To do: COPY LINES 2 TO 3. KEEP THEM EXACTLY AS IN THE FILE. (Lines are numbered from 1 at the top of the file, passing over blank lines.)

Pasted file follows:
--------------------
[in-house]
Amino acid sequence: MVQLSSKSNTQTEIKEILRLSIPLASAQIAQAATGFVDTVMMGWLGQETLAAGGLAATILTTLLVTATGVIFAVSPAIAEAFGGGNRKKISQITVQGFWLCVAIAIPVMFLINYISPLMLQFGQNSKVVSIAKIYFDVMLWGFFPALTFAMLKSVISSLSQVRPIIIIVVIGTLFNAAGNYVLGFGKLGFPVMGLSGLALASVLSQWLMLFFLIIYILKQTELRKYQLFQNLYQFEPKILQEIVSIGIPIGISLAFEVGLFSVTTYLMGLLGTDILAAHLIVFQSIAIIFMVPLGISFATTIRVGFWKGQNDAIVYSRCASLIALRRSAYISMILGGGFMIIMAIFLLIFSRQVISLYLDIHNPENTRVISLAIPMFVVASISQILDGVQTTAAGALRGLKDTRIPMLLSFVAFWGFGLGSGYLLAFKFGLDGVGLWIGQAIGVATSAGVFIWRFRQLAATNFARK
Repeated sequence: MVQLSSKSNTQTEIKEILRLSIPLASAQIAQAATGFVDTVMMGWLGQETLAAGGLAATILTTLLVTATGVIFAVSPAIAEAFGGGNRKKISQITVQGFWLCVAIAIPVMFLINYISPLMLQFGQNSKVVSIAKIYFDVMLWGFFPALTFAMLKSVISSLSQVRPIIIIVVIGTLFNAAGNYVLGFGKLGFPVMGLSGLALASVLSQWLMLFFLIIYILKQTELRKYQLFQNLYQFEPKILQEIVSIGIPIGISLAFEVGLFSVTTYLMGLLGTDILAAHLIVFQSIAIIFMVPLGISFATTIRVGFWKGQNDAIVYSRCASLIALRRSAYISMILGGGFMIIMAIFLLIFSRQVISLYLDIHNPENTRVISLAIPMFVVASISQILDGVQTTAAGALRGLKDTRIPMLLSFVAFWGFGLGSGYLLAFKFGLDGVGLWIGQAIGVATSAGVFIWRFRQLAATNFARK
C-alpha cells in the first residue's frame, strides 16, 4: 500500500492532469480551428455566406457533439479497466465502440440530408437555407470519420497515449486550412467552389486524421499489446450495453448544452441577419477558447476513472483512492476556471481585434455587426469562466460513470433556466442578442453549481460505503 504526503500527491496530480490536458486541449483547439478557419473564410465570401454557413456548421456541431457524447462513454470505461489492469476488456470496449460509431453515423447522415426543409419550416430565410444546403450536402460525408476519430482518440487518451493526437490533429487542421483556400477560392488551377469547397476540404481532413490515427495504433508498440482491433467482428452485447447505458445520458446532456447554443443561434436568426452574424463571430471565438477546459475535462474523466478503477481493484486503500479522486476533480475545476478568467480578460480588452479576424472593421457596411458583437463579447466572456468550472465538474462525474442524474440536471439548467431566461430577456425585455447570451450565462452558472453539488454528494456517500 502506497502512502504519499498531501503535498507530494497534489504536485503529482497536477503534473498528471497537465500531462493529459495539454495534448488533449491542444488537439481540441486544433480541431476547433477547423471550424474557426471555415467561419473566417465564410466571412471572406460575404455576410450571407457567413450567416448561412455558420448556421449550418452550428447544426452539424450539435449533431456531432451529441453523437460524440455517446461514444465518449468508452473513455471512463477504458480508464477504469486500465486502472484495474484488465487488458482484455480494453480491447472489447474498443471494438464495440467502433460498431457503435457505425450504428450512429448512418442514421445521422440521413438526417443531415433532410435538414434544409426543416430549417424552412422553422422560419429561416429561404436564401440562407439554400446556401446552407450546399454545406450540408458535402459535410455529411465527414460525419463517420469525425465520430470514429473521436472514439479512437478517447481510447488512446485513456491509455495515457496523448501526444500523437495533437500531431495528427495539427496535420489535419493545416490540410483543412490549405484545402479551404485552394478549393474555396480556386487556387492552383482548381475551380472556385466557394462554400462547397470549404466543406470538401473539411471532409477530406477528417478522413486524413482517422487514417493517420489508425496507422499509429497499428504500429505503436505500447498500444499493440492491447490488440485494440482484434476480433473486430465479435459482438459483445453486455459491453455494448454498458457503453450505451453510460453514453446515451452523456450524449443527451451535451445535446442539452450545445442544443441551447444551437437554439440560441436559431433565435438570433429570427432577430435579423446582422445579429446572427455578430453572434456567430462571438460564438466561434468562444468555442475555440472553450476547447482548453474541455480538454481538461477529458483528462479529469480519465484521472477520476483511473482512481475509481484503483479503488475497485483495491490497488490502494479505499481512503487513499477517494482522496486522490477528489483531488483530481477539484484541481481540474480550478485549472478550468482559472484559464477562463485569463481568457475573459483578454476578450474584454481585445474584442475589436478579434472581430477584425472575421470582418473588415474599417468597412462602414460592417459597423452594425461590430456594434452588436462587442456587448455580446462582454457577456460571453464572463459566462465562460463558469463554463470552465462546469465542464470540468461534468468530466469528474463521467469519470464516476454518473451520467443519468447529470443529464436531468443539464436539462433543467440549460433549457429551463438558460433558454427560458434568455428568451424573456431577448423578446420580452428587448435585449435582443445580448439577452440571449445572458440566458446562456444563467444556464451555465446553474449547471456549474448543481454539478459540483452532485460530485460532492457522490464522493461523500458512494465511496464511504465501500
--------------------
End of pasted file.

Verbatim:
Amino acid sequence: MVQLSSKSNTQTEIKEILRLSIPLASAQIAQAATGFVDTVMMGWLGQETLAAGGLAATILTTLLVTATGVIFAVSPAIAEAFGGGNRKKISQITVQGFWLCVAIAIPVMFLINYISPLMLQFGQNSKVVSIAKIYFDVMLWGFFPALTFAMLKSVISSLSQVRPIIIIVVIGTLFNAAGNYVLGFGKLGFPVMGLSGLALASVLSQWLMLFFLIIYILKQTELRKYQLFQNLYQFEPKILQEIVSIGIPIGISLAFEVGLFSVTTYLMGLLGTDILAAHLIVFQSIAIIFMVPLGISFATTIRVGFWKGQNDAIVYSRCASLIALRRSAYISMILGGGFMIIMAIFLLIFSRQVISLYLDIHNPENTRVISLAIPMFVVASISQILDGVQTTAAGALRGLKDTRIPMLLSFVAFWGFGLGSGYLLAFKFGLDGVGLWIGQAIGVATSAGVFIWRFRQLAATNFARK
Repeated sequence: MVQLSSKSNTQTEIKEILRLSIPLASAQIAQAATGFVDTVMMGWLGQETLAAGGLAATILTTLLVTATGVIFAVSPAIAEAFGGGNRKKISQITVQGFWLCVAIAIPVMFLINYISPLMLQFGQNSKVVSIAKIYFDVMLWGFFPALTFAMLKSVISSLSQVRPIIIIVVIGTLFNAAGNYVLGFGKLGFPVMGLSGLALASVLSQWLMLFFLIIYILKQTELRKYQLFQNLYQFEPKILQEIVSIGIPIGISLAFEVGLFSVTTYLMGLLGTDILAAHLIVFQSIAIIFMVPLGISFATTIRVGFWKGQNDAIVYSRCASLIALRRSAYISMILGGGFMIIMAIFLLIFSRQVISLYLDIHNPENTRVISLAIPMFVVASISQILDGVQTTAAGALRGLKDTRIPMLLSFVAFWGFGLGSGYLLAFKFGLDGVGLWIGQAIGVATSAGVFIWRFRQLAATNFARK